Iran oil embargo approved despite Greek objection
European Union governments on Monday formally approved an embargo on Iranian oil to start on Sunday, dismissing calls by debt-ridden Greece for possible exemptions to help ease its economic crisis.
They also warned Iran that more pressure could be put in place if it continued to defy international demands for limits on its nuclear program, which they say is geared toward developing weapons.
The Islamic Republic says its nuclear activity is for electricity production and other peaceful ends only.
Greece had pushed for a delay in the implementation of the EU ban — originally drafted in January — because it relies heavily on Iranian crude oil to meet its energy needs.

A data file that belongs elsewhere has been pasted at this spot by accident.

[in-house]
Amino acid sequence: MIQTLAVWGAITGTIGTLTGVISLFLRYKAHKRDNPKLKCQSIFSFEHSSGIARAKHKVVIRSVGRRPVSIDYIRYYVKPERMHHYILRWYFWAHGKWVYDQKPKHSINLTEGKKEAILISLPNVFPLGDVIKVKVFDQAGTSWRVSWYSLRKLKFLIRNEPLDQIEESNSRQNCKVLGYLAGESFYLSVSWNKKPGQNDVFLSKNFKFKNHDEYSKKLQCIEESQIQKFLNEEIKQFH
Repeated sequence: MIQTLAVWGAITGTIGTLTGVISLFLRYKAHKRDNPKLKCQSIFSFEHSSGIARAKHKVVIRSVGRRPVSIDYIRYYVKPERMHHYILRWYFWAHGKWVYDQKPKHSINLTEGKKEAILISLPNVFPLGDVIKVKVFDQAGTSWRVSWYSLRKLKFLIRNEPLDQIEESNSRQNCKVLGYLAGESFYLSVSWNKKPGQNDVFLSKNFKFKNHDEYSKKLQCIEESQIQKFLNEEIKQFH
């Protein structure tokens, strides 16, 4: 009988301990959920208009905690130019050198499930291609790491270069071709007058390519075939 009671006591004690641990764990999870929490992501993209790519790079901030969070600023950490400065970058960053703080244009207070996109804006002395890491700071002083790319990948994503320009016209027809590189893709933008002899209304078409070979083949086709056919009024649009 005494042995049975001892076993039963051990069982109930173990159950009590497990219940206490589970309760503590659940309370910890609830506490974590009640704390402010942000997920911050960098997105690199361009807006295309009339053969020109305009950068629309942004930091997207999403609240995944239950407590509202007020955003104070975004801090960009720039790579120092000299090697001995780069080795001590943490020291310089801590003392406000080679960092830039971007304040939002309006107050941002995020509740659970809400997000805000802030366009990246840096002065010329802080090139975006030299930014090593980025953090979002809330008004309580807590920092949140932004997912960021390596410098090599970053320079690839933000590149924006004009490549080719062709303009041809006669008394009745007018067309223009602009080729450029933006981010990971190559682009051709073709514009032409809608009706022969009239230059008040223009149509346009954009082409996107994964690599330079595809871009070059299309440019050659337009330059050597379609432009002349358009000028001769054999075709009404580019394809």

Tehran has offered preferential credit terms to debt-stricken Athens.
At a meeting in Luxembourg, EU foreign ministers said that the embargo would go ahead as planned, although they pledged to review its implementation in the future to ensure European governments retain sufficient access to crude.
?There is no change in terms of how we?re going forward on July 1,? EU foreign policy chief Catherine Ashton said on the sidelines of the meeting.
?The sanctions that have been agreed will be implemented.?